My focus for this year is equanimity. I’ve been reading about the bodhichitta practices (awakening and nurturing open-heartedness). One of the teachings is of the “Four Limitless Qualities”. These are: loving-kindness, compassion, joy, and equanimity.
The last line of my metta practice is “may my life flow smoothly, with ease”. It is slowly dawning on me that this is a prayer for equanimity and that it has little to do with the circumstances – rather it is about coming to a place of rest and ease in all circumstances. Asking for ease isn’t about asking for a break from the unrelenting challenges but rather asking for the expansion of my heart-mind that allows all things with the same open heart and peaceful mind. It is saying an unconditional “yes” to all of life as it unfolds. It is learning to surf the waves of Samara.
My mantra for this year is “this too”. It is from this statement: “I accept unconditionally the unfolding of this present moment in whatever form it takes – this too is allowed and accepted”. To dwell in equanimity is to be free from attachment and aversion. This too. This small happiness, this moment of sorrow, this anxiety, this gratitude. All of it . All of life with its sorrows and joys, rowing towards that wonderful shore of “no preference”, where each moment is welcomed and cherished equally.
It came home to me strongly when I learned of my old blog/facebook friend and ally Nicholas Temple’s diagnosis of prostrate cancer. I began to speak metta over Nick. He was struggling to receive the meds he needed and that the VA wouldn’t pay for until April. Then he found a doctor to provide the meds! I rejoiced – this was an answer for his life to unfold with ease, surely! Then, yesterday he fell, couldn’t get up, was taken to the hospital where they did emergency surgery to remove a tumor from his spine. He won’t walk again.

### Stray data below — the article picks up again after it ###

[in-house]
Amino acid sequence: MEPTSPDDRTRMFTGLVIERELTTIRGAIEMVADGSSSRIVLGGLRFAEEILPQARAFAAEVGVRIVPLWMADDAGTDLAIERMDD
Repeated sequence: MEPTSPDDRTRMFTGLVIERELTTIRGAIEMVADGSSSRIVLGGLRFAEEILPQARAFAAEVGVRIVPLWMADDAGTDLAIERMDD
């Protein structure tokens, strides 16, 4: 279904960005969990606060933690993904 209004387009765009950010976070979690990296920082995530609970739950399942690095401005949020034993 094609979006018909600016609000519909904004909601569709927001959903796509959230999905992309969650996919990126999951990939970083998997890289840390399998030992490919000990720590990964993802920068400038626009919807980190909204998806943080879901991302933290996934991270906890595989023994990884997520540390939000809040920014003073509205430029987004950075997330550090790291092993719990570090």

I faltered. It woke me this morning just after 4:00 a.m. Suddenly, I realized that receiving the meds and losing his ability to walk had little to do with the metta. The smooth unfolding had to do instead with receiving each moment with equanimity. The joy and the happiness, but also the suffering and the tragedy.
We all – each one of us – will encounter illness, old age, loss, and death. Equanimity isn’t about escaping the difficulties in our lives. It’s about opening our hearts to them with equal measure to the joys of this precious life.